By Harry McCracken | Saturday, August 16, 2008 at 2:25 pm
On Thursday, I began my multiple-part look at the cost of Macintoshes by comparing a mid-range MacBook to some Windows laptops which I’d configured to be as similar to the MacBook as possible. Compared to those machine, I concluded that the MacBook was in the zone in terms of price and power, or, in other words, “not expensive.”
I also managed to stir up lots of controversy, in the form of dozens of comments and discussion elsewhere on the Web. So as promised, I’m back with another round of price comparisons, and based in part on comments to my original post by a reader named Michael, I’ve decided to stick with the MacBook and compare it to Windows laptops that happen to be on sale at Best Buy at the moment.
Once again, I’ll begin with a mini-FAQ:
Q. How did you decide what Windows laptops to include in this comparison?
A. I looked for ones that are currently on sale at Best Buy, then limited the options to ones that were in-stock at BestBuy.com, to avoid any deals that were irresistible but unavailable. I then selected machines from Gateway, HP, and Sony that were as close to the base MacBook as possible. (Best Buy does sell Dells, too, but the only similar one was out of stock.) Since Best Buy doesn’t stock machines of all sorts and I couldn’t do custom configurations, the Windows boxes weren’t as close to the MacBook as in my first comparison–for instance, they all had larger screens, and none of them had Bluetooth.
Q. How do you factor in the obvious superiority of the Mac platform? (Or, if you prefer, its obvious inferiority.)
A. I don’t! Not in this story, anyhow. Ask just about anyone who likes Macs what they like best, and OS X will be the first thing they mention. But that’s ultimately subjective, and I tried to make my research err on the side of things that are easy to measure, like hard-drive size and the availability or unavailability of a particular feature.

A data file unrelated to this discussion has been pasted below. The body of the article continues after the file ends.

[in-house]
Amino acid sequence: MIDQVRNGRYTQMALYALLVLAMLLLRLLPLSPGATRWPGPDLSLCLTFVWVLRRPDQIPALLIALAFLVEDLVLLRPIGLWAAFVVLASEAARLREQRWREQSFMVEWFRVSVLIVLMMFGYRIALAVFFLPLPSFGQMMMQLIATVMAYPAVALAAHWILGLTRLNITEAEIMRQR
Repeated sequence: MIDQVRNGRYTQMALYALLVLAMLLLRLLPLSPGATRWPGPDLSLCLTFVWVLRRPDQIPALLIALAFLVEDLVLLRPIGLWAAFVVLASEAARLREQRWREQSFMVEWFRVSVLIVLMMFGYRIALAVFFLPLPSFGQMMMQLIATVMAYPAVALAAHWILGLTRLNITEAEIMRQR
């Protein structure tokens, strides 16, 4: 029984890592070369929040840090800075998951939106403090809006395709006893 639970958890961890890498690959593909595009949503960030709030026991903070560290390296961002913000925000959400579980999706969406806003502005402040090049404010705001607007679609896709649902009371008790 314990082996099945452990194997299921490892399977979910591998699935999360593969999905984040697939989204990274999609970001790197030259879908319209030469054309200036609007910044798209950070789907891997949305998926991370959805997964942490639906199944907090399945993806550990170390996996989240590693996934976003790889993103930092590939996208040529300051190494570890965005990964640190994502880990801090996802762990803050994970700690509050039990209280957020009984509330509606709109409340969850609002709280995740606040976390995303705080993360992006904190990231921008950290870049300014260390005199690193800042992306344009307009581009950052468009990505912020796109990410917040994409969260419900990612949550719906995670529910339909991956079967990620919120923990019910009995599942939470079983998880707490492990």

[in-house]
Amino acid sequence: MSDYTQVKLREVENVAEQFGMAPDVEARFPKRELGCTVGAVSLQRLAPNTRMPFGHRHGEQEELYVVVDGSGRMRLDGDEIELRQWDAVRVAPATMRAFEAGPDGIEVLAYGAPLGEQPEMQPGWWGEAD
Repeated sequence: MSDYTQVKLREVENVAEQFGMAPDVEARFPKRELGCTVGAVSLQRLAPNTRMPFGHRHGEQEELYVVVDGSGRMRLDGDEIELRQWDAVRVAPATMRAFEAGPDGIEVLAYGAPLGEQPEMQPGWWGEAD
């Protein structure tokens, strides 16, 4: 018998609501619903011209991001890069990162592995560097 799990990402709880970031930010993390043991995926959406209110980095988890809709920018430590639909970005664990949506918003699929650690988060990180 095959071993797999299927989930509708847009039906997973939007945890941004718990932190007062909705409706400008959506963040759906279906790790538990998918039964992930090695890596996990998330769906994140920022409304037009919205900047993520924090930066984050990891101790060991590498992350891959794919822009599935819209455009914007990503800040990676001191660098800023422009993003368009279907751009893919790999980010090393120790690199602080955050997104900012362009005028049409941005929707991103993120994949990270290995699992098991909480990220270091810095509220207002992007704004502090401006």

Q. Can I find the Windows laptops even cheaper somwhere other than Best Buy?
A. Um, maybe, but I believe that these models are designed specifically for sale at Best Buy. Very similar models with slightly different names and slightly different configurations are probably available elsewhere. All of which makes precision comparison shopping maddeningly difficult.
Q. Will you tell me which of the systems is best?
A. Nope–this isn’t a review. I’m just trying to determine whether the cheapest MacBook looks pricey or reasonable when compared to low-cost Windows notebooks that are at least vaguely similar.
Q. Will you tell me your conclusions now so I don’t have to read any further?
A. Oh, okay–unlike the custom-configured Windows laptops in my first comparison, these Best Buy sale machines are all a lot cheaper than the basic MacBook, with more RAM, bigger hard drives, and larger screens.
Q. Why do you spend so much time asking yourself questions and then answering them? Is it some sort of nervous tic?
A. Sorry about that. Let’s get on with the show, starting with more details on the computers I compared.